is health necessary? Is civilization dangerous to our health? …
But whatever the effects of civilization upon health, there has always been a sizable group of people- sick or well- who cannot bring themselves to care about good health. These are the chronically lazy, who, while their betters are suiting up to run, yoga, cycle etc. , they burrow under the covers for another hour’s sleep; the dietetically indolent, who don’t mind that sauce bearnaise isn’t good for them and who wouldn’t dream of reading the nutritional information on a package of Lucky Charms; the emaciated, bookish souls who invent excuses to sit in on a bench while everyone else is plying street hockey.
Well, among the movers and shakers of the world they will find they have company, particularly- to choose a ripe category- among the literary. Think of Samuel Johnson, who though relatively sober himself, passed much of his time with friends who were drunkards. An ill-formed child who grew to be an ill-formed man, the victim of scrofula in early infancy, shaken all his life by strange nervous tics, Sam Johnson probably never knew what it meant to feel well. Yet he was perfectly capable of putting out a bi-weekly journal, written chiefly by himself, while he toiled away on his dictionary and formulated plans for future works.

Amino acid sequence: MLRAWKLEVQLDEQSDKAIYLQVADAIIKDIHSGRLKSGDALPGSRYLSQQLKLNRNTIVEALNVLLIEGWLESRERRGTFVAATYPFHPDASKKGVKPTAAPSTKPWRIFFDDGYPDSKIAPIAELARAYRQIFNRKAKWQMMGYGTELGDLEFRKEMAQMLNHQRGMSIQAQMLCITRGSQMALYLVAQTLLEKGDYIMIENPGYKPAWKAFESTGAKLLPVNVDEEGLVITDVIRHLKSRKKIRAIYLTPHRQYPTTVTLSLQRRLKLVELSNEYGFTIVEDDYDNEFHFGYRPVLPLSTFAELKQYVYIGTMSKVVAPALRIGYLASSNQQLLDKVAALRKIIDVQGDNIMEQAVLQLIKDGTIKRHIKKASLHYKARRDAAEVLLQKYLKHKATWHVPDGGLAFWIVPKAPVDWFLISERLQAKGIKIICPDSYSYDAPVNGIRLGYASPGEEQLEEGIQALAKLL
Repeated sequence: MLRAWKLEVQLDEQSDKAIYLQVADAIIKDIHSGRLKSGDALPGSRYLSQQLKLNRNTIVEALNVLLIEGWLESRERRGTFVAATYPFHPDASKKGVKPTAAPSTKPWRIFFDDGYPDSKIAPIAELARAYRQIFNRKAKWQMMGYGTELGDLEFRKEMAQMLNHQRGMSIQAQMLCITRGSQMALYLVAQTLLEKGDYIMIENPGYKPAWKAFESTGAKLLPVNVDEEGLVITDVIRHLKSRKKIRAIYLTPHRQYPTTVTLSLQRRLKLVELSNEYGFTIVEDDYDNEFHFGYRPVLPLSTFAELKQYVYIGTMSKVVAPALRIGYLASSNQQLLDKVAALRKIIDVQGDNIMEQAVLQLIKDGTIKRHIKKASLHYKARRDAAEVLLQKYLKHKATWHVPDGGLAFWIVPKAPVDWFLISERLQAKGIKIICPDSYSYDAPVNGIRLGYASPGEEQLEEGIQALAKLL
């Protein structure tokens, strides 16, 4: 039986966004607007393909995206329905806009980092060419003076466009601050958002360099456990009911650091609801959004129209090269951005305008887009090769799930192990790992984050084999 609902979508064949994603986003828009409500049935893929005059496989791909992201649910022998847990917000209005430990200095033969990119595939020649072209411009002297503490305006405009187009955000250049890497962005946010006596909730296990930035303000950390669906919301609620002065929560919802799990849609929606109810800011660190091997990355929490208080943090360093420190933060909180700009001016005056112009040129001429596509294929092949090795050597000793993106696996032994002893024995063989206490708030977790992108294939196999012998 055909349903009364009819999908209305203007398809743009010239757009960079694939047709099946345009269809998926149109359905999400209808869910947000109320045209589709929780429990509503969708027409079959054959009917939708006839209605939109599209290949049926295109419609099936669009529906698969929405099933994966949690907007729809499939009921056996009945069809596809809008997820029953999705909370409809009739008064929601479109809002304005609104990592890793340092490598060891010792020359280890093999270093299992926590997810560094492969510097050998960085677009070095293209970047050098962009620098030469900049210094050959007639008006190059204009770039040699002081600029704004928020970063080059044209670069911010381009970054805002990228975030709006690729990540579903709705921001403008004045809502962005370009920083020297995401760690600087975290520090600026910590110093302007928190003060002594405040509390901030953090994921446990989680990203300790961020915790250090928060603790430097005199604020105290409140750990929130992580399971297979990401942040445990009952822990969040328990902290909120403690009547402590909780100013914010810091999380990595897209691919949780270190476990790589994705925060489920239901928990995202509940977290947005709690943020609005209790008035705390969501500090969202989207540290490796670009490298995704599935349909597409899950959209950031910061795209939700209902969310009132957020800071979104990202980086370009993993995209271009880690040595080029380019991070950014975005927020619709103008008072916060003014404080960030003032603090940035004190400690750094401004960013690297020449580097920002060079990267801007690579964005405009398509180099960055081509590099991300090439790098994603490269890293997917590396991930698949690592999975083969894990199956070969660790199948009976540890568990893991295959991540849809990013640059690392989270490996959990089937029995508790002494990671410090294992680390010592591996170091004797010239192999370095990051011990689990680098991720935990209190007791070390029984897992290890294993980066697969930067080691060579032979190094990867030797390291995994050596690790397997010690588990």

And of course, Balzac.Overweight, overworked, a sure candidate for heart disease. His daily round began about midnight when he arose, after six hour,s sleep, and started to write- often for fifteen hours at a stretch. One of his unhygienic habits was drinking coffee, made in a concentration as thick as soup according to his biographer Andre Maurois, who, quoting Balzac, wrote, “taken on an empty stomach coffee causes inflammation, griping and other ill-effects, and then the mind is aroused, ideas pour out like regiments of the Grande Armee.” He died of heart failure at fifty-one, but then, so has many another person without Balzac’s dependence on stimulants, and without writing The Human Comedy.